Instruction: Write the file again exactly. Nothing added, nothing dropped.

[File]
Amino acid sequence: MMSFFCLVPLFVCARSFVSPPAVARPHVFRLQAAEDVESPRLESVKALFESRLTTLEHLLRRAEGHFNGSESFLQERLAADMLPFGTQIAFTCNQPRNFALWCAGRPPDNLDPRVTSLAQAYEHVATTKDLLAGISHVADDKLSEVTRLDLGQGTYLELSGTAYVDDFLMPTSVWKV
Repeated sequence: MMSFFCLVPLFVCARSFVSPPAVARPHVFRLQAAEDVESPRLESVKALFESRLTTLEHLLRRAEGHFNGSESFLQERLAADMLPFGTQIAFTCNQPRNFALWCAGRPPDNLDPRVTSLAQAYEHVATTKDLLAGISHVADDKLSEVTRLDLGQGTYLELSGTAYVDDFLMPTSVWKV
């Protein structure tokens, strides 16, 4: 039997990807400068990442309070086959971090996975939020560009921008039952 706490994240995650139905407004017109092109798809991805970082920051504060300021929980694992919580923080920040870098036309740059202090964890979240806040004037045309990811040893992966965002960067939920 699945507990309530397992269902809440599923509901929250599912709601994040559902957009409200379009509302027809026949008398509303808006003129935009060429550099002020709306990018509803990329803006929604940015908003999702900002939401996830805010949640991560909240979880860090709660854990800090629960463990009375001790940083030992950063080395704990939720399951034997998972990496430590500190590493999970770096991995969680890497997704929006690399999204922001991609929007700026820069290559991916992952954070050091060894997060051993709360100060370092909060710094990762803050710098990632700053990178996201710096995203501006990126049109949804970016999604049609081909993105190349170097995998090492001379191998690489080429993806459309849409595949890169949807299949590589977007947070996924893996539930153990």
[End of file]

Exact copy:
Amino acid sequence: MMSFFCLVPLFVCARSFVSPPAVARPHVFRLQAAEDVESPRLESVKALFESRLTTLEHLLRRAEGHFNGSESFLQERLAADMLPFGTQIAFTCNQPRNFALWCAGRPPDNLDPRVTSLAQAYEHVATTKDLLAGISHVADDKLSEVTRLDLGQGTYLELSGTAYVDDFLMPTSVWKV
Repeated sequence: MMSFFCLVPLFVCARSFVSPPAVARPHVFRLQAAEDVESPRLESVKALFESRLTTLEHLLRRAEGHFNGSESFLQERLAADMLPFGTQIAFTCNQPRNFALWCAGRPPDNLDPRVTSLAQAYEHVATTKDLLAGISHVADDKLSEVTRLDLGQGTYLELSGTAYVDDFLMPTSVWKV
């Protein structure tokens, strides 16, 4: 039997990807400068990442309070086959971090996975939020560009921008039952 706490994240995650139905407004017109092109798809991805970082920051504060300021929980694992919580923080920040870098036309740059202090964890979240806040004037045309990811040893992966965002960067939920 699945507990309530397992269902809440599923509901929250599912709601994040559902957009409200379009509302027809026949008398509303808006003129935009060429550099002020709306990018509803990329803006929604940015908003999702900002939401996830805010949640991560909240979880860090709660854990800090629960463990009375001790940083030992950063080395704990939720399951034997998972990496430590500190590493999970770096991995969680890497997704929006690399999204922001991609929007700026820069290559991916992952954070050091060894997060051993709360100060370092909060710094990762803050710098990632700053990178996201710096995203501006990126049109949804970016999604049609081909993105190349170097995998090492001379191998690489080429993806459309849409595949890169949807299949590589977007947070996924893996539930153990």